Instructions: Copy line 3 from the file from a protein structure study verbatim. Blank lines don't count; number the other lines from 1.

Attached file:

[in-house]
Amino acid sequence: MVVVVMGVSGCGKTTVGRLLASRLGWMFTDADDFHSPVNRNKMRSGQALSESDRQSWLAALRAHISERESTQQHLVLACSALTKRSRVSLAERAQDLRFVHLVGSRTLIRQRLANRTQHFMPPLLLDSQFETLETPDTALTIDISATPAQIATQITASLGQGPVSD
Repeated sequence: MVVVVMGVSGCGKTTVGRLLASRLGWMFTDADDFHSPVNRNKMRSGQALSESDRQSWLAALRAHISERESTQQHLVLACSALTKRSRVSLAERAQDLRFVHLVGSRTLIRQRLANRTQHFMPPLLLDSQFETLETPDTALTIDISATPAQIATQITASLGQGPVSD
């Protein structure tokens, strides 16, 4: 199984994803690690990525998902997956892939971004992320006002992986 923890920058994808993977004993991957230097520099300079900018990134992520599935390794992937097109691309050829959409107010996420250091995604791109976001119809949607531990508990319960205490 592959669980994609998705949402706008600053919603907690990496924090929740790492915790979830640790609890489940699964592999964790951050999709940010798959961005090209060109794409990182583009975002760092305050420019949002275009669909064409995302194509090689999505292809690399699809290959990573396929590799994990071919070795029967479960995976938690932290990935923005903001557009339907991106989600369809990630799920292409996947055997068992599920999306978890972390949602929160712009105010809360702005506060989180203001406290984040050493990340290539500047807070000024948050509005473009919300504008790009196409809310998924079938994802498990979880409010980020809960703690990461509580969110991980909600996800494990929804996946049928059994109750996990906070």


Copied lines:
Repeated sequence: MVVVVMGVSGCGKTTVGRLLASRLGWMFTDADDFHSPVNRNKMRSGQALSESDRQSWLAALRAHISERESTQQHLVLACSALTKRSRVSLAERAQDLRFVHLVGSRTLIRQRLANRTQHFMPPLLLDSQFETLETPDTALTIDISATPAQIATQITASLGQGPVSD